When any of us who run businesses start minimizing the contributions our customers make to us, we’re in trouble.  In the case of many digital businesses, where the customers literally make the stuff on which the business depends, we should be thinking of as many ways to reward those folks and how to say “thank you” each and every day.  Screwing around with privacy or your data use policy or being obnoxious about using your customers as currency (even though we all know we’re being sold) is a sure way to blow up the business.  You with me?

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What’s The Most Valuable Social Network?

Like many of you I’ve been following the ups and downs of Facebook‘s recent IPO and the stock’s performance subsequently. I thought about it again this morning as I read a release from The Incyte Group (via Research Brief) that states consumers want deeper connections with brands – but open social networks are not where they want to build these connections.  Facebook is the biggest of the bunch and while marketers put over $3B on to Facebook’s revenue line last year, if you speak with many marketers the ROI on that spending is unimpressive.  The notion that sort of pops into my head about marketers searching for the best social network to reach consumers is that of a drunken sailor bouncing from bar to bar, spending a little cash along the way, looking to get lucky.  Facebook to Twitter to Pinterest to LinkedIn.  Turns out that’s not what holds the most promise when we’re talking about reaching them via social networks:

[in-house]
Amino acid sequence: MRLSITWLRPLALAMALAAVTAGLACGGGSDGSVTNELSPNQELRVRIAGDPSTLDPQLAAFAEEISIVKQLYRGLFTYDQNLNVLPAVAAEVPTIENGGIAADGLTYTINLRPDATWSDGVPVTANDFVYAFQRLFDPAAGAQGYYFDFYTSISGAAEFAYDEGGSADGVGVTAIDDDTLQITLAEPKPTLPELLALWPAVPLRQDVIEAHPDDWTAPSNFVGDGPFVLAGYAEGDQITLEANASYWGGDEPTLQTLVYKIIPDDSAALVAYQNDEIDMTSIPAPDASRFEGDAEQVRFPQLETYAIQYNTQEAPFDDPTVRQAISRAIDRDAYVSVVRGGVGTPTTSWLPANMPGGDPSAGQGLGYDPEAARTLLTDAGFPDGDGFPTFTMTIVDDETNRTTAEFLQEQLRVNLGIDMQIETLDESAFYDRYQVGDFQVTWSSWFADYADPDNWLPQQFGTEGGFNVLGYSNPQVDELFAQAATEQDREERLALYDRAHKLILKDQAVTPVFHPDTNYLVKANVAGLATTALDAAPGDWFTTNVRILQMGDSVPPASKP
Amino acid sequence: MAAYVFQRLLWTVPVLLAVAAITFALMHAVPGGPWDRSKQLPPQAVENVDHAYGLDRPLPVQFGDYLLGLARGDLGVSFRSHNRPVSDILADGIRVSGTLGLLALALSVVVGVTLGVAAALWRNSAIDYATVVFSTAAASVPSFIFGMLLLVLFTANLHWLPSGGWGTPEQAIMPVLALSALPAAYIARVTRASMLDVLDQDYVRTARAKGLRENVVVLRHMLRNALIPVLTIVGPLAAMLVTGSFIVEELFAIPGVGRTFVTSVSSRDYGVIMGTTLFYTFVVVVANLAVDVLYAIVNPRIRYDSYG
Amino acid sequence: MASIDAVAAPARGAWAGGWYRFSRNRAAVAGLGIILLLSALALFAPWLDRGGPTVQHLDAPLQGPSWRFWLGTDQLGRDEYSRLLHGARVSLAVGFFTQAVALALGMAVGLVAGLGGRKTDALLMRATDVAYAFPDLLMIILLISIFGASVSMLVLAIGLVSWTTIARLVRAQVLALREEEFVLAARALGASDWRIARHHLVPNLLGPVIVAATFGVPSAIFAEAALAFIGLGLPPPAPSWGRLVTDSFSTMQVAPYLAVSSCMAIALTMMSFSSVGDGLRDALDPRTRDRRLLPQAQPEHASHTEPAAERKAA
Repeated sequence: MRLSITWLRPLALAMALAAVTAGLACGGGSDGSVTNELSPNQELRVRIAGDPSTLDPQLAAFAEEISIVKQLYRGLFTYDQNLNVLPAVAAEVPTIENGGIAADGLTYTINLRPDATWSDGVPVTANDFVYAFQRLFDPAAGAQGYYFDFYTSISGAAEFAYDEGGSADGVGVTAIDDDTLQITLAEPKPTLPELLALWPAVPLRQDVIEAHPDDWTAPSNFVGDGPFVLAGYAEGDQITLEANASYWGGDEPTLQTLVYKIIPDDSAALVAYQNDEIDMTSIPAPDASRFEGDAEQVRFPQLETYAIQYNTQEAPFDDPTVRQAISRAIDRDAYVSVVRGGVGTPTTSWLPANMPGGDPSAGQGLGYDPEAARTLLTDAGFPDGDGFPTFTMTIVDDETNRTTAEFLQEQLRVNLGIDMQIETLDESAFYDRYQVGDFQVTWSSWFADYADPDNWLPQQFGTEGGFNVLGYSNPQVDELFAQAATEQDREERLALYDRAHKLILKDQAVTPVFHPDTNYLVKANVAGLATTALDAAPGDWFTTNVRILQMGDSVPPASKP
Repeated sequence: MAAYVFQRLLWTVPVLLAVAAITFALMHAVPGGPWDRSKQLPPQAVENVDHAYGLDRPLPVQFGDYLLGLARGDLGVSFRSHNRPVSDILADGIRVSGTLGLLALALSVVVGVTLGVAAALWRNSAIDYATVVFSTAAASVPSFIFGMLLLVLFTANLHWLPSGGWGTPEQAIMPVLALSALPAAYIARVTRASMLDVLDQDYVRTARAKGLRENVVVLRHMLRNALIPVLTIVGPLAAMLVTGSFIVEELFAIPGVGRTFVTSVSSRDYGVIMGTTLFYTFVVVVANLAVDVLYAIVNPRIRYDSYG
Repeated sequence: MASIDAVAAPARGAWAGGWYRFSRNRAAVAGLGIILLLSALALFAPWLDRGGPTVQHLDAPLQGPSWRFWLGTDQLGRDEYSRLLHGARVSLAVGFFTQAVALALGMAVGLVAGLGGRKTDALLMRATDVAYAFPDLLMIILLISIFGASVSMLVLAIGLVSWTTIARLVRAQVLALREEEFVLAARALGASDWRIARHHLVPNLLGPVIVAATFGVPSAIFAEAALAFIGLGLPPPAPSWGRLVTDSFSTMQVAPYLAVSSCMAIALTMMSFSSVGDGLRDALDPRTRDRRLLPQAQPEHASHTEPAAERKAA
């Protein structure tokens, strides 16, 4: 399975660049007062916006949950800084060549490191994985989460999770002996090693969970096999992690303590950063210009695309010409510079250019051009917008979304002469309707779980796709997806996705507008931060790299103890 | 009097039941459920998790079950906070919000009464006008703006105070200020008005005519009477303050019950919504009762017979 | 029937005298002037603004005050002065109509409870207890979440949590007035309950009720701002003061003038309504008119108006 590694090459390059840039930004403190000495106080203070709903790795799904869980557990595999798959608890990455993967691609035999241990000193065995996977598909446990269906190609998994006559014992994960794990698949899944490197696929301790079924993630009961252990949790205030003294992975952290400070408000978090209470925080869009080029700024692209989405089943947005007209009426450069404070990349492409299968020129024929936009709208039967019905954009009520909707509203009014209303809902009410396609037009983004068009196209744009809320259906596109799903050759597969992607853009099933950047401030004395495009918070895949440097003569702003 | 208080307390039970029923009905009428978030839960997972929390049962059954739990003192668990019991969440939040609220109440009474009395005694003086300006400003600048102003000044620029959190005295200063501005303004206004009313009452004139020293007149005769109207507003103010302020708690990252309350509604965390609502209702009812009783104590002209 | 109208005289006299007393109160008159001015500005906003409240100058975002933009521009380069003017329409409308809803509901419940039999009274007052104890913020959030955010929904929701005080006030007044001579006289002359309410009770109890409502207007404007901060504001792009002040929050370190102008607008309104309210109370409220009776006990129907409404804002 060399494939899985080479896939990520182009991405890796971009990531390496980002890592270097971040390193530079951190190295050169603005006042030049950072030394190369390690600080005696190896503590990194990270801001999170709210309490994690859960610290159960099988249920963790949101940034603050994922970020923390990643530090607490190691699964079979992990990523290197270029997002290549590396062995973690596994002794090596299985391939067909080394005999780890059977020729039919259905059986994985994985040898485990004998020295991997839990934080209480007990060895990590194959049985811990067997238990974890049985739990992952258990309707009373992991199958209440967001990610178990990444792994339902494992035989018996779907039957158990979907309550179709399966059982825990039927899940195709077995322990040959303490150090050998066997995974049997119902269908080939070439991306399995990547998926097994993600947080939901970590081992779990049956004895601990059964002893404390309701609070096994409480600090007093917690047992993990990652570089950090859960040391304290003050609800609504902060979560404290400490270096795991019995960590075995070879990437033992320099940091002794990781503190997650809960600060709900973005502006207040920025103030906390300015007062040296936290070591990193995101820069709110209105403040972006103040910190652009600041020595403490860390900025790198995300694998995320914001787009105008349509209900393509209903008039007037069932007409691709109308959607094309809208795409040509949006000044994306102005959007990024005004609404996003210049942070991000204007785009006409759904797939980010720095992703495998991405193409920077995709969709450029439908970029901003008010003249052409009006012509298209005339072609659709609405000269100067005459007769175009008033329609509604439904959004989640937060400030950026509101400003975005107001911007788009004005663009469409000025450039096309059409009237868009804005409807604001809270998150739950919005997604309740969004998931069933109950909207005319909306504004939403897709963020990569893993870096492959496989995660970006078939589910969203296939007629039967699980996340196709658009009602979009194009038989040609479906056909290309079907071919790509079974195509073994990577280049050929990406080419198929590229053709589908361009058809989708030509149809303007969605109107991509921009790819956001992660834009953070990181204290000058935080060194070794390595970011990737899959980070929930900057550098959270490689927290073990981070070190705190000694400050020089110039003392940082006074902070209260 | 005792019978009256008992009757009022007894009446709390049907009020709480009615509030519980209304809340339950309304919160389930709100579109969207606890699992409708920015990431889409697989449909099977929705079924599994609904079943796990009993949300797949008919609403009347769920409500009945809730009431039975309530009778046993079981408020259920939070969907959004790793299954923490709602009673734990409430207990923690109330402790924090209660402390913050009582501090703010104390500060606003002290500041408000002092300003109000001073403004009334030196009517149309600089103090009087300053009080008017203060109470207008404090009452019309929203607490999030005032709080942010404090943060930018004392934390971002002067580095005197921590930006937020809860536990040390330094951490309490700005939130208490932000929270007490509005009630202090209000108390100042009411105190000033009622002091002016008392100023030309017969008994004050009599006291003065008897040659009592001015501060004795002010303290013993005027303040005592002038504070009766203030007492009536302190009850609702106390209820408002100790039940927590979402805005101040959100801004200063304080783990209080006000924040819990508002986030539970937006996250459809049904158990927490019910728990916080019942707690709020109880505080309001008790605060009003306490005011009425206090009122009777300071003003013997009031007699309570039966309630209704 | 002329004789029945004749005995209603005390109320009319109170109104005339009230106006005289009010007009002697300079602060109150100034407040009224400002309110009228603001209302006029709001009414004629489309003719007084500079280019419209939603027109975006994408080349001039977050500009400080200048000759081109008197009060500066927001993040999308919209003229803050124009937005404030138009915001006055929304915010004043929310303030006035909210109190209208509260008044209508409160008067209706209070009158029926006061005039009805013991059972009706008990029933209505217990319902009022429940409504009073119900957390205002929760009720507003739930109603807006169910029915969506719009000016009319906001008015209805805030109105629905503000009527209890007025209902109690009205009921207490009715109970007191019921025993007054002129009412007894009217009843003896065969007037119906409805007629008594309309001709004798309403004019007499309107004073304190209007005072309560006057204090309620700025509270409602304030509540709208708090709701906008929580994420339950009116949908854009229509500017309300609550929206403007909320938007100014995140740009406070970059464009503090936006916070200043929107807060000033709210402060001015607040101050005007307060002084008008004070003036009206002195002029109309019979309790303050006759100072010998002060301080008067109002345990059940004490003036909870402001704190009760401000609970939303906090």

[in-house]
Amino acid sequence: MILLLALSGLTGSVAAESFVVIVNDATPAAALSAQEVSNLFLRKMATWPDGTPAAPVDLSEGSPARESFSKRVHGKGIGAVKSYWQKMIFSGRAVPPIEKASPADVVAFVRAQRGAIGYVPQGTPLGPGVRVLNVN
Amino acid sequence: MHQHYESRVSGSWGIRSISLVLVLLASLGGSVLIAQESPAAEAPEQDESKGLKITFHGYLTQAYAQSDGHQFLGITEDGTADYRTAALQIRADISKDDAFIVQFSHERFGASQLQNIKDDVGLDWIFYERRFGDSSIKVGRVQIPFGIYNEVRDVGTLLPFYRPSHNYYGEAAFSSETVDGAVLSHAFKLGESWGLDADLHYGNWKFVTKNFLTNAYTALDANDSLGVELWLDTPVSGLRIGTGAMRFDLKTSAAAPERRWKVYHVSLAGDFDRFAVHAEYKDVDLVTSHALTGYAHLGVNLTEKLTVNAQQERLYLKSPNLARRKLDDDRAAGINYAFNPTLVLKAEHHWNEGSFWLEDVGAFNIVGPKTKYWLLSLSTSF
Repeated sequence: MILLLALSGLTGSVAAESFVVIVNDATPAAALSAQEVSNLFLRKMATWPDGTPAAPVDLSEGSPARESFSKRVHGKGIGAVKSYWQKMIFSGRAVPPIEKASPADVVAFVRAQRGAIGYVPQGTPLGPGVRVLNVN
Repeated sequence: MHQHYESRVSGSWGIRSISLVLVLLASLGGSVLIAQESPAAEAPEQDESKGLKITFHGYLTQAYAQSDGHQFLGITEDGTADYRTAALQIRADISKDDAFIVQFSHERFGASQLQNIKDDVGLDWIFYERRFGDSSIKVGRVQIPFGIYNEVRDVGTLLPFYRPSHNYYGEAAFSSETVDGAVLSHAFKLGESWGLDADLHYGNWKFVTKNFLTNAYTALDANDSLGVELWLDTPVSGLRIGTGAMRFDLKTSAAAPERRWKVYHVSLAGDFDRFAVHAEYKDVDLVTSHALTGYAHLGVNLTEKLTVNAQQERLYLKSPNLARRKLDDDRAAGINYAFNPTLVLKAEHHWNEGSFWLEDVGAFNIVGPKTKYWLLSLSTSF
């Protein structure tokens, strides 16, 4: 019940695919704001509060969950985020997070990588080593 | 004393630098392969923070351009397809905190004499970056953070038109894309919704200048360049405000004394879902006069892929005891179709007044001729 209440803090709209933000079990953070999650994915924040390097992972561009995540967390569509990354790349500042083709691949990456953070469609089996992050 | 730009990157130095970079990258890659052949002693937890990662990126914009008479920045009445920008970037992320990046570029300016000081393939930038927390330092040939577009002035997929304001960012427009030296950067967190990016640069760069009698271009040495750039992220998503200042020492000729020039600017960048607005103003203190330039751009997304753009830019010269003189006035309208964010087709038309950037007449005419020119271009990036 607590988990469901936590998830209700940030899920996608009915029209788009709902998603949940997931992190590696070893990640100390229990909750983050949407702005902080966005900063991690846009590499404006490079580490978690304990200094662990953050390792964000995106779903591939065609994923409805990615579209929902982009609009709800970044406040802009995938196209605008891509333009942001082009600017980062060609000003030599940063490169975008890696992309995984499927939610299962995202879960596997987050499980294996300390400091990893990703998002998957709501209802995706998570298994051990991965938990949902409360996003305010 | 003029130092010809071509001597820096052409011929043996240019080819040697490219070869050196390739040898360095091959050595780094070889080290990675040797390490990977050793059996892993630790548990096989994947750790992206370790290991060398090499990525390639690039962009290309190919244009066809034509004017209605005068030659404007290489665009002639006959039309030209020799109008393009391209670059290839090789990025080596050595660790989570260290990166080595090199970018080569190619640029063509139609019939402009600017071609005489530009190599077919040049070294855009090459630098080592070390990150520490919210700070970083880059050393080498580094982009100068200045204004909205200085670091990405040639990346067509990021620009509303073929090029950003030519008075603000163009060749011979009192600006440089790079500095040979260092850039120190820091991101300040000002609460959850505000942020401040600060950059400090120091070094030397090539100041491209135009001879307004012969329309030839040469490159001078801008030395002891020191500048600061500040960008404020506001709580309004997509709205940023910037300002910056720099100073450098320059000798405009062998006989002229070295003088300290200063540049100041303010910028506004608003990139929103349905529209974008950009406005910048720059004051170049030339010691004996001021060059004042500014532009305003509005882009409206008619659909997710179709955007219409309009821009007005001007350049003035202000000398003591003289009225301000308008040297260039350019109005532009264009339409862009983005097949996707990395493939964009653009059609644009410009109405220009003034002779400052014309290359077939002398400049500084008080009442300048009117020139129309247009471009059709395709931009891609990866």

(Consumers) do not expect, or even want, these communities to be part of an existing social network like Facebook or LinkedIn. Instead, their preference is for customer communities that are:

  • Run separately from open social networks, but have strong linkages to them so they can easily share information with like-minded friends